Writer Steven Barnes states “art is self-expression” and “successful art is self-expression and communication.” It is the ability of the artist to successfully and vividly paint a scene that connects with us on multiple levels: psychologically, emotionally, and spiritually that determines how successful the artistic rendition of life will be. We are often drawn to artistic creations that cause us to reflect upon our own lives, creations that appeal to our senses à la dancing on a wave of human emotions that allow us to become part of the work itself, and creations that conjure a sense of oneness as they remind us of our similarities. These similarities bind us by reinforcing that we all share similar desires, triumphs, failures, and have similar aspirations.
Existing as a publication that thrives on shedding light on untapped talent, it is always an honor to witness beauty in the making, and a privilege to see raw talent unbridled by small stages. The cast and crew of “Pass It Down” surely unshackled their creative souls and allowed them to shine brightly through the rain speckled night that canvased Morrow, GA as many gathered at the Family Life Center of Travelers Rest Missionary Baptist Church. For those of us in attendance, the cast truly resonated as stars. The cast were stars that warmed our hearts with their portrayal of characters that seemed all too familiar to some as they depicted the lives of four generations of women connected by family ties, joy, pain, and hope.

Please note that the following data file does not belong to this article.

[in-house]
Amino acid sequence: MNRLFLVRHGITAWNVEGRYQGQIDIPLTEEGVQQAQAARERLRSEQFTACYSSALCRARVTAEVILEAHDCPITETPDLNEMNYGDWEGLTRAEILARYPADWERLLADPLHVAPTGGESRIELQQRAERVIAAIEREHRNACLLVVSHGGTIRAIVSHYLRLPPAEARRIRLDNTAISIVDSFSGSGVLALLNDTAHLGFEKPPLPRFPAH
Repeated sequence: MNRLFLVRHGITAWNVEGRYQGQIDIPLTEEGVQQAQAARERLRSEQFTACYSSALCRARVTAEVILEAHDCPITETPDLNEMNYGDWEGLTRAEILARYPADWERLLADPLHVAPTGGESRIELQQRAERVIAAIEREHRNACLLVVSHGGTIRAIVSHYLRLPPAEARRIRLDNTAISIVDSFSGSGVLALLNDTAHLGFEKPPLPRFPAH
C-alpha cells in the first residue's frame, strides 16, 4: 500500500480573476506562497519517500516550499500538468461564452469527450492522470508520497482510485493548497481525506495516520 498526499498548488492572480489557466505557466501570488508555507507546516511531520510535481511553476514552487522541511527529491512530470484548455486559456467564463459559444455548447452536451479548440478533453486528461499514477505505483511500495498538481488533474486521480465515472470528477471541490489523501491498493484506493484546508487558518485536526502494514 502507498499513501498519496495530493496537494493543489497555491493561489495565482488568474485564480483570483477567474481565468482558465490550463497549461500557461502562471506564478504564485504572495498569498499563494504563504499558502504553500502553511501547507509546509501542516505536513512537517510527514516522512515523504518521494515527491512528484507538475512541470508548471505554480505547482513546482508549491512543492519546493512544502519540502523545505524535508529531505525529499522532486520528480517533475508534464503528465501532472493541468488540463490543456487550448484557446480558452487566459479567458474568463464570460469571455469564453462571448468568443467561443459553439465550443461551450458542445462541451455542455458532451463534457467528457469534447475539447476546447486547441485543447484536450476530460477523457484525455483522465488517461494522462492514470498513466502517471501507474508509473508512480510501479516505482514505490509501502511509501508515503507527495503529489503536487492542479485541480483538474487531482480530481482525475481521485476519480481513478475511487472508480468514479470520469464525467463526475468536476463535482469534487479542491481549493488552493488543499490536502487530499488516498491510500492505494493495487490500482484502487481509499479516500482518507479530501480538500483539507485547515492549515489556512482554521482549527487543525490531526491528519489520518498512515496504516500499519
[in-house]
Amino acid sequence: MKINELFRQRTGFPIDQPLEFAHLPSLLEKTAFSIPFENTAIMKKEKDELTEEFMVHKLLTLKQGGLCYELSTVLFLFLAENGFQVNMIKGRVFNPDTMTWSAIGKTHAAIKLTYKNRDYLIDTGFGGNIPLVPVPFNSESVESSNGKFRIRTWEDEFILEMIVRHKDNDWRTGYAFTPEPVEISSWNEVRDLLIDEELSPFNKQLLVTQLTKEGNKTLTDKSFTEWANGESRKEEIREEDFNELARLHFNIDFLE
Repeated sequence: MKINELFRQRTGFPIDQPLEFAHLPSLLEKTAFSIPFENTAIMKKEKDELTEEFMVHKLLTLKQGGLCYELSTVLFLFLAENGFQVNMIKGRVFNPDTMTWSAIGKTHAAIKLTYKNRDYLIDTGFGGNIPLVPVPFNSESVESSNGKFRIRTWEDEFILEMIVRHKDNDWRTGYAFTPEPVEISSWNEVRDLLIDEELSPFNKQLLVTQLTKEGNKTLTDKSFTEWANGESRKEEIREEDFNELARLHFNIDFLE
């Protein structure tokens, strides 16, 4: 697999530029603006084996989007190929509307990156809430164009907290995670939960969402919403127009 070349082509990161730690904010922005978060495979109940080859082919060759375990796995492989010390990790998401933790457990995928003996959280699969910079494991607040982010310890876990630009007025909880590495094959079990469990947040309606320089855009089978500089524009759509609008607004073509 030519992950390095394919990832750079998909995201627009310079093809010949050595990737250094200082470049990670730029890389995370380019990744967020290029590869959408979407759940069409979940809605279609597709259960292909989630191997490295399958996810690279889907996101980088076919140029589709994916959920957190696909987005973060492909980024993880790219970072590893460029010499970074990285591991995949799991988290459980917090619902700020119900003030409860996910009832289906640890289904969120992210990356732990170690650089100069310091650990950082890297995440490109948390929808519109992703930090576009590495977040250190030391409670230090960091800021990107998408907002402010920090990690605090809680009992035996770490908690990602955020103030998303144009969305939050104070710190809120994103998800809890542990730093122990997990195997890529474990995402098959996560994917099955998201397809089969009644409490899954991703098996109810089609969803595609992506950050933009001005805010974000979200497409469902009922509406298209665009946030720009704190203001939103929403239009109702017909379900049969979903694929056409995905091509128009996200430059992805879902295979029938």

“Pass It Down” is a work of art that opened the eyes, ears, and minds of all those in attendance. The matriarch of the play, Marlene (Tiffany Wade), whose quick wit and timeless wisdom comes across as crass at first, but proves to be words to live by. It felt as though we were sitting in her living room listening in on the “grown folks” conversations of four beautiful women that span four generations-all who are dealing with their own issues in life. They all felt real in their interactions and powerfully conveyed their feelings verbally and non-verbally: the weariness of Lenny (Erica Lemons) who is dealing with the loss of her cheating alcoholic husband; the loneliness of Ruby (Latoya Haynes) who is trying to climb down off her high horse and finally find love with a good man; the free-spirited Liz (Beliria Sims) who is involved in a biracial relationship. Marlene bestows her opinions on her girls if they want to hear it or not. There were topics discussed that are racy, yet relevant. Everything from religion to homosexuality to death was explored by these very multi-talented actors. The “everyday” talent of these actors range from modeling and cooking to poetry and politics. Many of them can be seen in productions by Tyler Perry and other independent filmmakers and playwrights.
This play was brilliantly written and produced by Siddeeqah Powell. She is a down-to-earth young woman, who wants nothing more than to catapult not only her but also the actors that she works with to the next level in the entertainment business. She is very driven and determined. The direction was done by the “industry crusher” Bianca Houston. The play was seamless and very well organized. Keep your eyes out for this two young ladies-they are definitely on an extraordinary voyage to prominence in the performing arts.